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A fronte praecipitium a tergo lupi. (In front of you, a precipice. Behind you, wolves.)

Sunday, July 7, 2013

I Wanna Be Barbie

I was just over at one of my favorite blogs: Crack You Whip. We were discussing Barbie--you know, the doll that has everything--not my erstwhile chemistry lab partner with whom I blew things up in lab on a constant basis.

This is the doll who comes with her own everything. My daughter used to use Barbie's pink Cadillac to whack her brothers over the head. That doll had real light-up lamps, several desks with opening drawers, a bazillion shoes, record players, numerous pets, a four poster bed with canopy, her own princess line phone, Pepto pink dream house full of furniture, along with a full travel agency and matching pink luggage with real closures. And that's not even close to all she has. That's just all we have. I am selling, by the way. Give me an offer.

But what the heck? It seems like kids can't make believe any more. There's no "Pretend like you just floated past Pluto on your way to the outer rim of the galaxy." I asked my daughter why she needed a new Barbie.
"'Cause this doll looks like Queen Amidala (or Belle or whichever other character was new on the movies)."
"Well why don't you just make her a dress that looks like Amidala?" I'd ask.
Then I'd get 'The Look'. The "Oh Mom, you're simply hopeless" look.

What's the deal with her wardrobe anyway? She should just hand over the wardrobe with the travel agency, since she only wears one dress. She never uses the rest of them. One dress and then they replace her with another Barbie in a different outfit. I'm sure glad my Hubs hasn't figured out he could turn me in for another chicklet with a bra the size of a couple of connected hubcaps and a different dress. At least I come with interchangeable apparel.

The most my kids ever did was undress Barbie and do hideous things to her matted hair. They weren't like me and my sister (who, by the way, didn't get a TV until the late seventies). We were constantly playing with dolls. We never had Barbies, though. We had Madam Alexander dolls and Little Kiddles and my mom's old Kewpie dolls (To this day my sister won't have that doll on her shelf because its smile creeps her right out.) and some antique Little Women dolls and a plethora of other odds and ends.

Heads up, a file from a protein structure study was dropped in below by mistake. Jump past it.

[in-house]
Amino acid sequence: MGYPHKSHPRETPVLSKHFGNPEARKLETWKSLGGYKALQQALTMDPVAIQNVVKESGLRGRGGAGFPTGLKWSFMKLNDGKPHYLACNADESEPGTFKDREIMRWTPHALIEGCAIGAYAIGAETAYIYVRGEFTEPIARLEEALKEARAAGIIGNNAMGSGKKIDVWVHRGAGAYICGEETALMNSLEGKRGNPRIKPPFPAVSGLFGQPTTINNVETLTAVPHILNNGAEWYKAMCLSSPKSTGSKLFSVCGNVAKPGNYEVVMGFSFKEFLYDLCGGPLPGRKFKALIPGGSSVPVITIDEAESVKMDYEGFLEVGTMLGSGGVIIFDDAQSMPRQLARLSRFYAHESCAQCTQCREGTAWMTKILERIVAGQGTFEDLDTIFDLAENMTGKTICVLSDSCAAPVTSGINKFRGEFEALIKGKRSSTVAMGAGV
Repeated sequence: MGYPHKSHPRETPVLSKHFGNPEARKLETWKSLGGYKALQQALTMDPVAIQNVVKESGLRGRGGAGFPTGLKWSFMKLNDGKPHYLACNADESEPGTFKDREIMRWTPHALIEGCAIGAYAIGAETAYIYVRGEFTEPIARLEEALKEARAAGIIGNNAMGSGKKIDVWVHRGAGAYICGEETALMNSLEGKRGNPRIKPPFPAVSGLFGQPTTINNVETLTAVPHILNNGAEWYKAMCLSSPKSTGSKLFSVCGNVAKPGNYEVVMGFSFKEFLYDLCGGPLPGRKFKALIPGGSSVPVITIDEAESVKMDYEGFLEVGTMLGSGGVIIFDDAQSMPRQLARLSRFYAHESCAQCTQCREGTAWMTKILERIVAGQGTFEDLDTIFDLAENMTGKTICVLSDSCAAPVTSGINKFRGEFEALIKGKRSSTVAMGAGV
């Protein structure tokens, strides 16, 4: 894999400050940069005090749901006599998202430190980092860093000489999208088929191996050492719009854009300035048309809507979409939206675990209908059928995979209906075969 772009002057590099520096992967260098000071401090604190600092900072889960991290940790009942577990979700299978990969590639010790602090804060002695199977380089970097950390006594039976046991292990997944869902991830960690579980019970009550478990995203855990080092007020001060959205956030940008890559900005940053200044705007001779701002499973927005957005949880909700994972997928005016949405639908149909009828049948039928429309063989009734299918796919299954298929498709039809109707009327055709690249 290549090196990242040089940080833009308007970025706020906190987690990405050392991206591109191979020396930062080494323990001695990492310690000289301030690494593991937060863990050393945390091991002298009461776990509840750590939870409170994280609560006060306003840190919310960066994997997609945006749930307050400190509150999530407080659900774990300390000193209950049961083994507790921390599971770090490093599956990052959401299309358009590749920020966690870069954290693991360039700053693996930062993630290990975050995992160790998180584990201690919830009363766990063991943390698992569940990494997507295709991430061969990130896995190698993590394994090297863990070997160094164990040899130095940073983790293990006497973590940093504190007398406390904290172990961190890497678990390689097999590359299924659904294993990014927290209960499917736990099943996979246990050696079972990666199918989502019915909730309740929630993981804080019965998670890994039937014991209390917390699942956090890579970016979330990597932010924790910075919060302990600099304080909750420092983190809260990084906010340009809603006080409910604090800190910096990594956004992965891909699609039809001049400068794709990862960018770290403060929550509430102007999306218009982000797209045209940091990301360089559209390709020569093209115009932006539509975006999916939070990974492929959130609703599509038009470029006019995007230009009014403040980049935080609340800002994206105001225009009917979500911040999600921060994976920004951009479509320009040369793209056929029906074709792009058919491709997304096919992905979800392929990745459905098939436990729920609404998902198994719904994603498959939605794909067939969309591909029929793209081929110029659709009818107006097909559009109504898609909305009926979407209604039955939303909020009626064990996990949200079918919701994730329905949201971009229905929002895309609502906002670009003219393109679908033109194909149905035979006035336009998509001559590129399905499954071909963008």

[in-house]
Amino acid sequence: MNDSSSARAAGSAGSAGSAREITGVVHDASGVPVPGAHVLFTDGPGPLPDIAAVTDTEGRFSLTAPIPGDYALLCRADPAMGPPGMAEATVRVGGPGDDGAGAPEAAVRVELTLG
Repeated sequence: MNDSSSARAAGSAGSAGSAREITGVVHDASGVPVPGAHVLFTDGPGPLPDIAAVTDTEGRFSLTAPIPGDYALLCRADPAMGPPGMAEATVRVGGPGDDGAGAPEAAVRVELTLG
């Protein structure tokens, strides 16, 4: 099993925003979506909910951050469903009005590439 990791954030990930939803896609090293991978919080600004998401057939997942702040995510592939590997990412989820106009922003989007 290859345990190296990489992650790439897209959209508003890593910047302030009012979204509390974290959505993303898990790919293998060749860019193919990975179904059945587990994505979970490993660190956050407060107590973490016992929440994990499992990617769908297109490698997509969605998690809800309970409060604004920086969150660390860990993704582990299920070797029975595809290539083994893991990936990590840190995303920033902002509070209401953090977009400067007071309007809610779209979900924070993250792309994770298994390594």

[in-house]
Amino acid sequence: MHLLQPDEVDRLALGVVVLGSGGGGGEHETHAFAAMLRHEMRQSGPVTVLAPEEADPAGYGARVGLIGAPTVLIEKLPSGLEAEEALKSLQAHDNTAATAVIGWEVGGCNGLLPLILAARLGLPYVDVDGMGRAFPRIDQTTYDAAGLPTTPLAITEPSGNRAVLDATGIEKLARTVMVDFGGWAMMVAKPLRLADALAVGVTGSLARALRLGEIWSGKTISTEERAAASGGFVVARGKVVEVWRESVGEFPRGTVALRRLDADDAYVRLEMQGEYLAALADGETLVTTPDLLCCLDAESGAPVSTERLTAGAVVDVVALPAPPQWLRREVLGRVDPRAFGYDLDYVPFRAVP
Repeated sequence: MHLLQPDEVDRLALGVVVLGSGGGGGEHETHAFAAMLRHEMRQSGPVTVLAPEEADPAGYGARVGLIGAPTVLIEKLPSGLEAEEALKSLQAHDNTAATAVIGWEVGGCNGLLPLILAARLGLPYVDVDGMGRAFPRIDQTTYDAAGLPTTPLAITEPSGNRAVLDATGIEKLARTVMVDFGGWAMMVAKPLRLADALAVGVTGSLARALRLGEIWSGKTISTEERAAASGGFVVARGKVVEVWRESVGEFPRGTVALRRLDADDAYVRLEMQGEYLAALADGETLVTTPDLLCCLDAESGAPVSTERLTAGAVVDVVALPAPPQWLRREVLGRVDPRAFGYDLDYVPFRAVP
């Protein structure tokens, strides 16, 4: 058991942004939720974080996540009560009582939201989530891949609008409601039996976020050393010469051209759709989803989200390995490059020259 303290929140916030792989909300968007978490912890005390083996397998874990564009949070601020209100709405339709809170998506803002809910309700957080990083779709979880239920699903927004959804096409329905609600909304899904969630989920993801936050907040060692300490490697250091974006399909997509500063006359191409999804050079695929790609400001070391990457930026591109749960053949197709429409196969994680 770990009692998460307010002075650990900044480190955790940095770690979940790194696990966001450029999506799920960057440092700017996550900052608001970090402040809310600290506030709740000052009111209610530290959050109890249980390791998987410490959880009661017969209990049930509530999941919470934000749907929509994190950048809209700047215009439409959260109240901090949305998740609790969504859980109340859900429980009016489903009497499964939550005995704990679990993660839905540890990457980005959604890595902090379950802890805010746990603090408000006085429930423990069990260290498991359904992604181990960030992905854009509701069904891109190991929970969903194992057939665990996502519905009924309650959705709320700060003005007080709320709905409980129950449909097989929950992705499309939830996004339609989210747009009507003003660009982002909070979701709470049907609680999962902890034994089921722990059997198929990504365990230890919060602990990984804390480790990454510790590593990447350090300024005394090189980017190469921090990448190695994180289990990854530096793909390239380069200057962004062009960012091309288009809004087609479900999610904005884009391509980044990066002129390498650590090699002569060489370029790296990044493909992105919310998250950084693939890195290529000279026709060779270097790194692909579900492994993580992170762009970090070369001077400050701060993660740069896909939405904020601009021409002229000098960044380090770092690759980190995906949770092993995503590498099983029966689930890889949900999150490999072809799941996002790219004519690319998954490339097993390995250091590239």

We actually knew how to really play. We made up stories for our dolls by the hour. We actually didn't mind getting sent to our room because A. there were dolls and B. there were books. Our dolls didn't need their own travel agency. They didn't even need space ships. All they needed were imagination and something to build houses with (covers, books, blocks, your little brother's Leggos, anything). There were endless iterations, scenarios out the ying-yang, and grandiose, marvelous castles in the air.

These kids now, who have grown up on the Internet and ready-made TV and now iPodamusses and iPadillacs and schnoodlygoops and Gooseberries and what all else, don't know how to play. Seriously. They can program the heck out of your cell phone but they can't spend an hour creatively playing dolls. The closest they get is undressing them.

And the boys aren't much different. They have enough Leggos to choke a horse, but they can't build anything that isn't on the box (and that only if they've still got the directions). We bought them scads of Bionicles and the bits just sit in huge boxes or all over the floor, waiting for the unsuspecting walker to fall into their traps. Caltrop anyone? You should have heard them when I asked if their bionicle guy ever went to the bathroom or sat down for a late night snack. They looked at me like I'd just lost the only remaining brain cell I'd ever developed.

It's a crying shame, I tell you. Media is telling them how to be. They learn that to solve a problem, first you freak out, then you consult Google. Then your therapist. Then, if it still hasn't solved itself, you give up.

How did we let this happen? Was it because we were so busy with all the new media that we forgot to make them play? Heck, I remember when they first wheeled in that chuggy new video machine to Bio. "You don't need me to run the projector?" I asked.
"No, but you can figure out how to make this new contraption run."
After that it was all movies all the time. We're stuffed with movies which cram their own ideas of what should happen and how things should look and feel and sound right down our throats. Often we ask them to!

Now kids spend the better part of their day Facebooking friends and Tweeting and texting and a bazillion other things we never even dreamed of, even in our wildest doll games.


But they still can't figure out how to give Barbie more than one dress at a time.

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